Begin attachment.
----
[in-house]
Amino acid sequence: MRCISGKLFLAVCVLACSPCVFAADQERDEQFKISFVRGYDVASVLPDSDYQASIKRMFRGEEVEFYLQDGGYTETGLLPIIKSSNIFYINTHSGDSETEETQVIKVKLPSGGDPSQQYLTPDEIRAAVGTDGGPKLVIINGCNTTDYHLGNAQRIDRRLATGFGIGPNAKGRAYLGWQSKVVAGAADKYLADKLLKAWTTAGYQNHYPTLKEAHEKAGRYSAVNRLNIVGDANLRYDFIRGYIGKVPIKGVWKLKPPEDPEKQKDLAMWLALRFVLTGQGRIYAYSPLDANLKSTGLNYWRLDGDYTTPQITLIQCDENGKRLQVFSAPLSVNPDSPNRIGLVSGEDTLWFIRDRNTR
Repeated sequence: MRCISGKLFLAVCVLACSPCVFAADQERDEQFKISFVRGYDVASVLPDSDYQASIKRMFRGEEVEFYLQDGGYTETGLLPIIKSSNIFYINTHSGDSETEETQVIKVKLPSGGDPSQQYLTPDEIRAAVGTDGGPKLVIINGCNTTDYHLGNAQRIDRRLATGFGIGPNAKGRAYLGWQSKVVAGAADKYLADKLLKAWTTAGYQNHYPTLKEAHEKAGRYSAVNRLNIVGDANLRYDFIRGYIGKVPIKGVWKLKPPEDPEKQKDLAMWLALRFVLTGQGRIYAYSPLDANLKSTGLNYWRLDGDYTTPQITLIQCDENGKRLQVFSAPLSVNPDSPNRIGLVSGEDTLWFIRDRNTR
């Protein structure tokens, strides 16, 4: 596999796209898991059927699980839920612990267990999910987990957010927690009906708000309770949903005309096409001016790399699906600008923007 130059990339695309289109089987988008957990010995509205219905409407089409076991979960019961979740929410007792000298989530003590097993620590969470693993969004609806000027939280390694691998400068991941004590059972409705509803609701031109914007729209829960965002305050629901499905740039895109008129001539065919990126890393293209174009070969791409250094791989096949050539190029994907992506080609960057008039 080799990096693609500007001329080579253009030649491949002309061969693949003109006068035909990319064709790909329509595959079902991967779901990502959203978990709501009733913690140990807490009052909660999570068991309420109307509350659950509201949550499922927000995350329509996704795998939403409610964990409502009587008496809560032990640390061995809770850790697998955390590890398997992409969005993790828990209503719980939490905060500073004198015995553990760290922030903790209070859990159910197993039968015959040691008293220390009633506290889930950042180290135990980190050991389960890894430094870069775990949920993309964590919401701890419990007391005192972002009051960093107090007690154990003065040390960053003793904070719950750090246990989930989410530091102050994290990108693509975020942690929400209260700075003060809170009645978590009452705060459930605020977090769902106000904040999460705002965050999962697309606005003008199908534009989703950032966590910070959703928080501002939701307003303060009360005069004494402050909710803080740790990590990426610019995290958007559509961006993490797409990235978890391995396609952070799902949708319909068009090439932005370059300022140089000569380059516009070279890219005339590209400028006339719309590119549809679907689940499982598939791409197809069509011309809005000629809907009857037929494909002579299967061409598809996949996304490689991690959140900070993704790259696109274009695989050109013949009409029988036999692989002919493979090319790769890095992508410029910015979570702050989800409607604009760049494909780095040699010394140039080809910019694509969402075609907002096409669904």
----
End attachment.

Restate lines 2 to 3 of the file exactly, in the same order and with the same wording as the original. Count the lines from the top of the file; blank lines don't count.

Amino acid sequence: MRCISGKLFLAVCVLACSPCVFAADQERDEQFKISFVRGYDVASVLPDSDYQASIKRMFRGEEVEFYLQDGGYTETGLLPIIKSSNIFYINTHSGDSETEETQVIKVKLPSGGDPSQQYLTPDEIRAAVGTDGGPKLVIINGCNTTDYHLGNAQRIDRRLATGFGIGPNAKGRAYLGWQSKVVAGAADKYLADKLLKAWTTAGYQNHYPTLKEAHEKAGRYSAVNRLNIVGDANLRYDFIRGYIGKVPIKGVWKLKPPEDPEKQKDLAMWLALRFVLTGQGRIYAYSPLDANLKSTGLNYWRLDGDYTTPQITLIQCDENGKRLQVFSAPLSVNPDSPNRIGLVSGEDTLWFIRDRNTR
Repeated sequence: MRCISGKLFLAVCVLACSPCVFAADQERDEQFKISFVRGYDVASVLPDSDYQASIKRMFRGEEVEFYLQDGGYTETGLLPIIKSSNIFYINTHSGDSETEETQVIKVKLPSGGDPSQQYLTPDEIRAAVGTDGGPKLVIINGCNTTDYHLGNAQRIDRRLATGFGIGPNAKGRAYLGWQSKVVAGAADKYLADKLLKAWTTAGYQNHYPTLKEAHEKAGRYSAVNRLNIVGDANLRYDFIRGYIGKVPIKGVWKLKPPEDPEKQKDLAMWLALRFVLTGQGRIYAYSPLDANLKSTGLNYWRLDGDYTTPQITLIQCDENGKRLQVFSAPLSVNPDSPNRIGLVSGEDTLWFIRDRNTR